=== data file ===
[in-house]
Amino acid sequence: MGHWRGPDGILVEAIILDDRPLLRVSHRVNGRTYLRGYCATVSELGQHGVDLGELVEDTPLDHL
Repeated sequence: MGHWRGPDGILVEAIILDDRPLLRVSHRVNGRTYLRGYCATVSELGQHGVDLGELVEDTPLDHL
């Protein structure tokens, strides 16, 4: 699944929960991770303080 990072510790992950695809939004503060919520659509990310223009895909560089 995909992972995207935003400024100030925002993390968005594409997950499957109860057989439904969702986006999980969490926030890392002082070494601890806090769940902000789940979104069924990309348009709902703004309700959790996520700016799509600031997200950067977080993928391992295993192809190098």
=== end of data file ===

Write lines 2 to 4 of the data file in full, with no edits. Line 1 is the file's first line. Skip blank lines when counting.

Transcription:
Amino acid sequence: MGHWRGPDGILVEAIILDDRPLLRVSHRVNGRTYLRGYCATVSELGQHGVDLGELVEDTPLDHL
Repeated sequence: MGHWRGPDGILVEAIILDDRPLLRVSHRVNGRTYLRGYCATVSELGQHGVDLGELVEDTPLDHL
């Protein structure tokens, strides 16, 4: 699944929960991770303080 990072510790992950695809939004503060919520659509990310223009895909560089 995909992972995207935003400024100030925002993390968005594409997950499957109860057989439904969702986006999980969490926030890392002082070494601890806090769940902000789940979104069924990309348009709902703004309700959790996520700016799509600031997200950067977080993928391992295993192809190098």